Courses for Kids
Free study material
Offline Centres

How to Calculate pH of Solutions for JEE

Last updated date: 01st Dec 2023
Total views: 21k
Views today: 0.21k
hightlight icon
highlight icon
highlight icon
share icon
copy icon

What is pH?

The pH of an aqueous solution is a measure of how acidic or basic it is. The pH of an aqueous solution can be determined and calculated using the concentration of hydronium ions in the solution. pH is the negative logarithm of 10 (“log” in the calculator) of the hydrogen ion concentration of a solution. To calculate it, take the logarithm of the given hydrogen ion concentration and reverse the sign.

The pH of an aqueous solution is based on the pH scale and usually ranges from 0 to 14 in water (although this is not a formal rule, as explained below). pH 7 is considered neutral. A pH below 7 is considered acidic. In that case, pH values ​​above 7 are considered basic. Acidic solutions have a high hydronium concentration and a low hydroxide concentration. The basic solution has a high hydroxide concentration and a low hydronium concentration.

Self-Ionisation of Water

  • Self-ionisation of water allows the formation of hydronium (H3O+) and hydroxide ions (OH-) due to the amphibious ability of water to act as a donor and acceptor of protons.

  • In pure water, the concentration of hydronium ions is the same as the concentration of hydroxide ions. 

  • At 25oC, the concentration of both hydronium and hydroxide ions is $1.0\times {{10}^{-7}}$. 

  • The ionic product of water Kw is the equilibrium condition for self-ionisation of water and is expressed as follows.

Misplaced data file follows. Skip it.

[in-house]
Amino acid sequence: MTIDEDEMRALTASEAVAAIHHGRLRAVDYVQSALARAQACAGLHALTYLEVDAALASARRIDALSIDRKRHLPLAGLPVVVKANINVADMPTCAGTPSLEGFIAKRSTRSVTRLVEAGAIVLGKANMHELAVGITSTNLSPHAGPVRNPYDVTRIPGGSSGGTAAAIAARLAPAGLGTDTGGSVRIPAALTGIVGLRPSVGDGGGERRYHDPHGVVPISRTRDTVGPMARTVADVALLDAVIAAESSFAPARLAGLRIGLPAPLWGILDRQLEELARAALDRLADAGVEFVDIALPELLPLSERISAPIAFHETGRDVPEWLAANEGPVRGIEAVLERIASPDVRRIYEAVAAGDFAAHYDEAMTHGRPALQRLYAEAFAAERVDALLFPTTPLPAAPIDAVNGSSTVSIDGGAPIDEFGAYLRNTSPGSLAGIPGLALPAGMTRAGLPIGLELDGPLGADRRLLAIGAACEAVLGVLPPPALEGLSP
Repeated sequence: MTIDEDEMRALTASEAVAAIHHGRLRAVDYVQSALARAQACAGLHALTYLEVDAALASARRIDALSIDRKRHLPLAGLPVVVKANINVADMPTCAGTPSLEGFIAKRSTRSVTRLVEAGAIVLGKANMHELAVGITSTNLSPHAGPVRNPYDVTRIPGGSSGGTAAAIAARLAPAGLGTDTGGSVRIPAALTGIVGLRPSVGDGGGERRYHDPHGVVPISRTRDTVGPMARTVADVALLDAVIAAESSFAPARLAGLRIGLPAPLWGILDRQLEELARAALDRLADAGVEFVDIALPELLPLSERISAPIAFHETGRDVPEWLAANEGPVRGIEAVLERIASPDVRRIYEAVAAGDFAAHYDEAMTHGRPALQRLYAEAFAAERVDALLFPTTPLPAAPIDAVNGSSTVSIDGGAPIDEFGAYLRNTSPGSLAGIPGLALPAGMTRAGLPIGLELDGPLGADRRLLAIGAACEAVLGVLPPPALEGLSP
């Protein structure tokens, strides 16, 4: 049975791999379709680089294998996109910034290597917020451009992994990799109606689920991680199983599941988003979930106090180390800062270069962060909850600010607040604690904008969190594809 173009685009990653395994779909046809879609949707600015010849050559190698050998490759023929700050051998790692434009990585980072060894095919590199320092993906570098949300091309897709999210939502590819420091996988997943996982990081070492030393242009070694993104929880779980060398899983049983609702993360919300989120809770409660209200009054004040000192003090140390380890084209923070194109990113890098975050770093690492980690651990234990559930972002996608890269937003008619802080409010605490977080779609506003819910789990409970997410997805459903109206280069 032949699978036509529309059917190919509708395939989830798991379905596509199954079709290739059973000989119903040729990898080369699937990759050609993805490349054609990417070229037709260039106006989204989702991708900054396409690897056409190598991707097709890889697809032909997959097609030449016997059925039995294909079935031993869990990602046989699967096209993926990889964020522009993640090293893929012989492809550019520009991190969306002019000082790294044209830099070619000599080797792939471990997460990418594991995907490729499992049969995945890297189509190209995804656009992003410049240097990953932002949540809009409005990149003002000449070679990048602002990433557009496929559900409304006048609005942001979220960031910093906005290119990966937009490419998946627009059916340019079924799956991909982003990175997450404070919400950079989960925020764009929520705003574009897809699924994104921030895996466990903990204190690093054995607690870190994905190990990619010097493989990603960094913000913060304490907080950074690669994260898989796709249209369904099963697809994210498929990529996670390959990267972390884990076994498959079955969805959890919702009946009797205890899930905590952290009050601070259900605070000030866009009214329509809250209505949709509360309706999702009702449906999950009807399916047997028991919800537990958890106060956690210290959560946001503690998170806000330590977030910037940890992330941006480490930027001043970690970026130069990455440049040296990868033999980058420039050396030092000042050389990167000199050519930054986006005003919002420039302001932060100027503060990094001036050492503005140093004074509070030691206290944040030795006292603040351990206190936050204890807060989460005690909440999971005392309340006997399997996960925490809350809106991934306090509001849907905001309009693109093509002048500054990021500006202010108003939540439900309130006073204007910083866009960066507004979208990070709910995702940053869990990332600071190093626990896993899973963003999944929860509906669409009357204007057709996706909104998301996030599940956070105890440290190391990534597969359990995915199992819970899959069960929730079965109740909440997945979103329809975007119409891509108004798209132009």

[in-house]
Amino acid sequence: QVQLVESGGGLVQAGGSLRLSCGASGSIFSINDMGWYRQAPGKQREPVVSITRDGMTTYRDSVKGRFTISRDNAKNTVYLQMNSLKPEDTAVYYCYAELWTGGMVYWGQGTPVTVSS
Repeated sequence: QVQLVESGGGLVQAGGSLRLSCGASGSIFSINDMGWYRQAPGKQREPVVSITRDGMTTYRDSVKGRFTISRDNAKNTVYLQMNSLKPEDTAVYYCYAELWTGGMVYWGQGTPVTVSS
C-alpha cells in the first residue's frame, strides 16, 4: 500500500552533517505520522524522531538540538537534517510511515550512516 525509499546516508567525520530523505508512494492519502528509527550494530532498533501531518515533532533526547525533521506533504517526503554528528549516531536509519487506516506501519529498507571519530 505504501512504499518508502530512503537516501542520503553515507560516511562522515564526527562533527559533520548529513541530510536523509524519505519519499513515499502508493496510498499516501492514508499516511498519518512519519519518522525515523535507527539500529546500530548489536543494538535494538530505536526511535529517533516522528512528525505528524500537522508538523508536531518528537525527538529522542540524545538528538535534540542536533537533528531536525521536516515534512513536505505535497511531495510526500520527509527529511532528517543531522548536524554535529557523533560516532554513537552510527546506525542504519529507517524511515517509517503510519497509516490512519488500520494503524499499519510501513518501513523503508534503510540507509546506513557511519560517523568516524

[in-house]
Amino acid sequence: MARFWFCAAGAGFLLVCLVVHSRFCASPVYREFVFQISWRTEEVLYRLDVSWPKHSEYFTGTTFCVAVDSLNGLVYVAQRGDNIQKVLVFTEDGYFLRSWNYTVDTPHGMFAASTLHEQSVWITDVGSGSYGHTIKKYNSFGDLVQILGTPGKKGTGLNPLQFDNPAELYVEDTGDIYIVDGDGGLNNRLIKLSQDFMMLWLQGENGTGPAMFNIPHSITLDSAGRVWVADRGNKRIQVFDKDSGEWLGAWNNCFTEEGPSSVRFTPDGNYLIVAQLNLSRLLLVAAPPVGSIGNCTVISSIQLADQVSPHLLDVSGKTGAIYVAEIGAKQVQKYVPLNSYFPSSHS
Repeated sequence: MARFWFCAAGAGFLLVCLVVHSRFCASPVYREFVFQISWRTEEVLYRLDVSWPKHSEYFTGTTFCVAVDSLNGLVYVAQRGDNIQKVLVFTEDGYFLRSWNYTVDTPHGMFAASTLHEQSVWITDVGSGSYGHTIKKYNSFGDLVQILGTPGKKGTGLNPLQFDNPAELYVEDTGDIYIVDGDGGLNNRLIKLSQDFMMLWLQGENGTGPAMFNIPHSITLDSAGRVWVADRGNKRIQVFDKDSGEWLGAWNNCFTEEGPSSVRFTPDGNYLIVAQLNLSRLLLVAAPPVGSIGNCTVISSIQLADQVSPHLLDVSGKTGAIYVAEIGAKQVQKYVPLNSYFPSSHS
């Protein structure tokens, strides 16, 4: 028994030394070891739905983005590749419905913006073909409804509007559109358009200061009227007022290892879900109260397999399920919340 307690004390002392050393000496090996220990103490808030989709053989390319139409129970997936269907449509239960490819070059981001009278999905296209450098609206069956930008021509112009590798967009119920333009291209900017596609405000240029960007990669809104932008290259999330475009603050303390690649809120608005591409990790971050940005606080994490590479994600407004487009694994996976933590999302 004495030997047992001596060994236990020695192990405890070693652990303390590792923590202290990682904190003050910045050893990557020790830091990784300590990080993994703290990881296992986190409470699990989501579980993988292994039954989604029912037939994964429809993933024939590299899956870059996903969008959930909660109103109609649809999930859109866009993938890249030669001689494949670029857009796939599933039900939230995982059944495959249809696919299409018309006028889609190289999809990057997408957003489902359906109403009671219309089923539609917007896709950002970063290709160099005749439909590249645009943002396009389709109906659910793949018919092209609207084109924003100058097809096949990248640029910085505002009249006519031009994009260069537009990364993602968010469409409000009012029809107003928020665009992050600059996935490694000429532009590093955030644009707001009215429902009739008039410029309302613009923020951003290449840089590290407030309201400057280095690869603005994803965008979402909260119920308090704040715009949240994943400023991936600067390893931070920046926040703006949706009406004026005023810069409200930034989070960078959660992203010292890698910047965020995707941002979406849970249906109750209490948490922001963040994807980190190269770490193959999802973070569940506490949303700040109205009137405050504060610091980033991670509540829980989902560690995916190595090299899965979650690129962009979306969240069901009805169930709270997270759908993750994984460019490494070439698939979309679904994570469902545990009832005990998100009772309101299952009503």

${{K}_{W}}=\left[ {{H}_{3}}{{O}^{+}} \right]\left[ O{{H}^{-}} \right] =1.0\times {{10}^{-14}} $

  • pH:

The term pH refers to the "potential of hydrogen ions".

Danish biochemist Soren Sorensen proposed in 1909 to more conveniently explain the ionic concentrations of hydronium and hydroxides in aqueous solutions.

Both concentrations tend to be very low.

Sorensen defined pH as a negative logarithmic value of hydrogen ion concentration. 

The formula for the determination of pH of an aqueous solution with respect to the hydronium ion concentration is

$pOH=-\log \left[ {{H}_{3}}{{O}^{+}} \right]$

  • pOH: 

The pOH of the pH-related aqueous solution can be determined by the following formula. 

$pOH=-\log \left[ O{{H}^{-}} \right]$ 

This formula uses the hydroxide concentration of the aqueous solution instead of the hydronium concentration.

pH Value of Acid and Bases

  • There are several ways to define acids and bases, but pH is particularly relevant only to hydrogen ion concentration and applies to aqueous solutions (water-based). 

  • When water dissociates, hydrogen ions and hydroxides are produced. See this chemical formula below.

${{H}_{2}}O\leftrightarrow {{H}^{+}}+O{{H}^{-}}$

  • When calculating pH, keep in mind that [ ] refers to molarity, M. Molarity is expressed in moles of solute per litre of solution. 

  • If the concentration is specified in units other than molars (percentage by weight, molarity, etc.), convert it to molarity and use the pH formula.

  • The relationship between pH and molarity can be expressed as follows.

Kw is the dissociation constant of water